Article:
The three women are known to have led an anti-pass protest to the Union Buildings in 1956 in which more than 20 000 people participated. The department will also unveil the Sarah Bartman Centre of Remembrance in the Eastern Cape.
Sarah Baartman, who was displayed as a freak in London because of her unusual physical features, was finally laid to rest when her remains were buried on Women's Day in 2002, in the area of her birth, the Gamtoos River Valley in the Eastern Cape. Baartman was born in 1789 and worked as a slave in Cape Town when she was "discovered" by a British ship's doctor William Dunlop, who persuaded her to travel with him to England.
“Through their actions, they helped to lay the foundations for the building of a non-racial, non-sexist, and democratic country,” Xingwana said.
She said the country’s freedom was not complete until women were free from all kinds of abuse, poverty and deprivation.
Government has declared August as Women’s Month and a call has been made to all sectors of society to unite in a national effort for the empowerment of women. President Jacob Zuma is scheduled to address the main event in East London on Monday.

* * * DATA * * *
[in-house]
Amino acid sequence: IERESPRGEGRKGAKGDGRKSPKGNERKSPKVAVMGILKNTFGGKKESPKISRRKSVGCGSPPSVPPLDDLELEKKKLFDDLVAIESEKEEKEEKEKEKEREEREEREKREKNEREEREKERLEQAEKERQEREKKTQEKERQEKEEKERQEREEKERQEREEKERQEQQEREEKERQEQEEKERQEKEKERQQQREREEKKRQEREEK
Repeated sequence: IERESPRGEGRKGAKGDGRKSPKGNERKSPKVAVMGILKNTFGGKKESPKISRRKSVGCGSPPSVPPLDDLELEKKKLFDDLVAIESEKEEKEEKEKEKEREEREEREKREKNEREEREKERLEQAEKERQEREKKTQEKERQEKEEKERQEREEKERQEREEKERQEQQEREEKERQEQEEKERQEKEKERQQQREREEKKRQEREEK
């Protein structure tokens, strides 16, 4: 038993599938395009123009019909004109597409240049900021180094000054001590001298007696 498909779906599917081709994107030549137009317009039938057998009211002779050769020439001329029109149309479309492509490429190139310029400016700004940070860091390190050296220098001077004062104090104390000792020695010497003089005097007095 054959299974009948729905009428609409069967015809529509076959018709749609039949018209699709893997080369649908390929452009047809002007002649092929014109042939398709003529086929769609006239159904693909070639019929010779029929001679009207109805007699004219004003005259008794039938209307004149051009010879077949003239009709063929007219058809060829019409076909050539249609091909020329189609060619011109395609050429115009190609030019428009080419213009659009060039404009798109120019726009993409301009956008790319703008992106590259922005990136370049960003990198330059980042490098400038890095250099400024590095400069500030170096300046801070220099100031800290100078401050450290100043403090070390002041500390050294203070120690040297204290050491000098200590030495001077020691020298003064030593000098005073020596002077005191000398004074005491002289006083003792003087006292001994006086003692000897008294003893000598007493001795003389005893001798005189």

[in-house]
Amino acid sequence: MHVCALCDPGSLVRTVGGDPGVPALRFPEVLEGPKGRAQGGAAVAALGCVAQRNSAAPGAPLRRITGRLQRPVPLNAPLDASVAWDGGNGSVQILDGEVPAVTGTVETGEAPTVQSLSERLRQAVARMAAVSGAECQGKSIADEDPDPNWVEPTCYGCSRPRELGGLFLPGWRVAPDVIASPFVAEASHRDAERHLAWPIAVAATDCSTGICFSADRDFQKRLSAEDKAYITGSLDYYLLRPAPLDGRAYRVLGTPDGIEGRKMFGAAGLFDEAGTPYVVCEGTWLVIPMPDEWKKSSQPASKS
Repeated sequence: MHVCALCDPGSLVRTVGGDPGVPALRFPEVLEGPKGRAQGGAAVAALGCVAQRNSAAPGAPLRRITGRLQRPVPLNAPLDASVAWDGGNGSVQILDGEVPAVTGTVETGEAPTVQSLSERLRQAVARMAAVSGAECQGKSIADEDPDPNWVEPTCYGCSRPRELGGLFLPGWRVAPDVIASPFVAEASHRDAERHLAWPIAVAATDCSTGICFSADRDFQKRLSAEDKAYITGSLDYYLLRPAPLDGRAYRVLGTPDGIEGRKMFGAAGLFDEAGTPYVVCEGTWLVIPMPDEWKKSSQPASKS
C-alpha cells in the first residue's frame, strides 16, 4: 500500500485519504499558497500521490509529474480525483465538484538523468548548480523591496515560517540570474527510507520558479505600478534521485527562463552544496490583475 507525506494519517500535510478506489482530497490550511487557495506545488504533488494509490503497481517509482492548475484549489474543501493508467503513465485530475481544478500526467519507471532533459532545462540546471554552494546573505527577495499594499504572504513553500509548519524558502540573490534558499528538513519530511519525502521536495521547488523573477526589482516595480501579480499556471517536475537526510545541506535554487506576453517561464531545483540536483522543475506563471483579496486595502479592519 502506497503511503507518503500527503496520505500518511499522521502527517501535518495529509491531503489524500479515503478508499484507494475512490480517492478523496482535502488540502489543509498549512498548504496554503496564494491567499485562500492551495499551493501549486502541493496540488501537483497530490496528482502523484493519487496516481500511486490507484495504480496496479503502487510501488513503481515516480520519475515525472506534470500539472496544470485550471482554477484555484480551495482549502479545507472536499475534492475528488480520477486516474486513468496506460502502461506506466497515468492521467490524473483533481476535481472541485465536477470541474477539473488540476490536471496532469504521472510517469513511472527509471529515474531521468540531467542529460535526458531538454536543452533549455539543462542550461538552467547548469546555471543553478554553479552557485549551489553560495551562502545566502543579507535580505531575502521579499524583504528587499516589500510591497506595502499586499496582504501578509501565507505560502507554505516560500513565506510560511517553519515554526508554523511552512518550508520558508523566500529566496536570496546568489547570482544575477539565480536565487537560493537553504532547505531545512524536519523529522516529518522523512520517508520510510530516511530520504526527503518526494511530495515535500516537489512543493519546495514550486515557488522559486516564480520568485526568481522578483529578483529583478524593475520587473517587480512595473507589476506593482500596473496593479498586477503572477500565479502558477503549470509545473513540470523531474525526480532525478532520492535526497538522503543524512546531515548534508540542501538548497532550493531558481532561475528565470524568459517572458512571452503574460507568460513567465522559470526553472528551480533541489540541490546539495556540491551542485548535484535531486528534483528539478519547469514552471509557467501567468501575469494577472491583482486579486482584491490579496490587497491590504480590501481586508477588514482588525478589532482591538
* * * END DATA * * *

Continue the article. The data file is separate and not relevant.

Xingwana said her department will also be hosting a memorial lecture later this month in honour of Dulcie September who was assassinated in exile during apartheid.
She said through the lecture the government acknowledges September’s contribution towards the liberation of the people of South Africa and the personal sacrifices she made in her life.
“We have recognised that memorial lectures have been made for people to believe that they are for males and we want to change that and September deserves to be honored in this manner”.
Beyond August, South Africans should continue to work towards the improvement of the lives of women in the country.
“We should not only see Women’s Day or Women’s Month as the only time where we promote the freedom of women, we should continue with this beyond and to ensure that the struggle of women does not go in vein,” she said. – BuaNews